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A few of our favorite Belgian cheeses

Posted by by Jenny Hodges, cheese specialist at Byerly's St. Louis Park
Tuesday, November 15, 2011

Belgium has always been dear to my heart. I was fortunate enough to live in Brussels as a child and experience the wonderful culture, friendly loving people and fantastic food. Naturally, I return as often as I can and this past spring was one of those times. While traveling abroad, I was joined by friends Alicia and Ruel on an excursion to the beautiful, but often overlooked country of Belgium.

We spent one afternoon in Brussels walking around the Grand Place and taking in all of the sites. We indulged in Belgian specialties such as Belgian frites, delicious chocolate and smooth Belgian beer. It was just our luck that the Brussels Jazz Marathon was taking place that weekend in the Grand Place. We plopped ourselves down at a table with the locals to enjoy the soothing music, mouthwatering food and incredible atmosphere. It was a perfect 80 degree day without a cloud in the sky (believe me, for Belgium that is saying something). It was a day that will not soon be forgotten by any of us.



The following morning, we met with cheese producer Jan from Belgomilk. He brought us to the beautiful village of Brugge in the northern part of Belgium. We began our day with an exclusive tour of the Belgomilk cheese facility. Our host Jan gave us an informational presentation about his company and the new line of Belgian cheeses we had travelled to see.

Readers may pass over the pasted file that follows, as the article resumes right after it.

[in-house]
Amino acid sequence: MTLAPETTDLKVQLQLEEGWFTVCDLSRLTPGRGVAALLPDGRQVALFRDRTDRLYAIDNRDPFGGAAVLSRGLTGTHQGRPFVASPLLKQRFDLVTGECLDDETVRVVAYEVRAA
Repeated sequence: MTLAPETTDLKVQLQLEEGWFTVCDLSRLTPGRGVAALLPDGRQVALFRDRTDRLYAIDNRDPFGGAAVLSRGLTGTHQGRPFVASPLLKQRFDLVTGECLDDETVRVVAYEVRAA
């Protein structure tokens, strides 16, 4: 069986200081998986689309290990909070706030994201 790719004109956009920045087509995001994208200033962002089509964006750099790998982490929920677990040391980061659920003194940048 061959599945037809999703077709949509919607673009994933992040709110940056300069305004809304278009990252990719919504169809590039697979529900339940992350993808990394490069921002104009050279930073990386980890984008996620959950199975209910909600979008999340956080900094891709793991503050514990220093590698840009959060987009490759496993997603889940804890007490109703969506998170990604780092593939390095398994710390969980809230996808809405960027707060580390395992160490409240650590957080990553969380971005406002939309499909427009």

We were able to taste many cheeses from their Brugge specialty line, and we are so excited to share three of our favorites with our customers.

Brugge Oud is the original cheese in this specialty line. It is a smooth and creamy gouda-style cheese aged approximately 10 –12 months with a low salt content but full flavor.

Brugge Rodenbach is a semi-soft cheese soaked in the local Belgian Rodenbach beer. It has a wonderful fruitiness and velvety paste. The shape of the cheese is rounded and grooved to resemble the wood structure of a beer vat.

Last, but not least, the Brugge Fleuron is a brie-style cheese shaped in the form of country bread.



The Brugge specialty line focuses on small batch cheese making. We learned all about the cheese making process, were able to take a tour of the cheese making facility, and walked through the endless aisles of aging cheese. It was so interesting to see all of the different techniques that are used to make these varieties of cheese.



After our delicious cheese tasting and tour of the facility, Jan took us to the Medieval World Heritage city of Bruges. We explored this enchanting city with its cobblestone streets, crooked buildings, and quaint specialty shops. Our most memorable meal was spent at a charming little restaurant in the middle of town next to the canal. The food was absolutely magnificent and the ambience was delightful. We dined on Belgian specialties such as White Asparagus with Hollandaise sauce, Chicken Waterzooi, Flemish Beef Stew, and, of course, more Frites.

Our short, but sweet trip to Belgium ended as we boarded the train to Paris. We left Brussels with a greater appreciation of Belgian cheeses and a strong desire to share our new found gems with our Lunds and Byerly’s family! Come treat your taste buds to these wonderful Belgian delicacies at your favorite Lunds and Byerly’s specialty cheese counter today.

Have you already tried some of these cheeses? If so, which is your favorite?

Tags: Belgium

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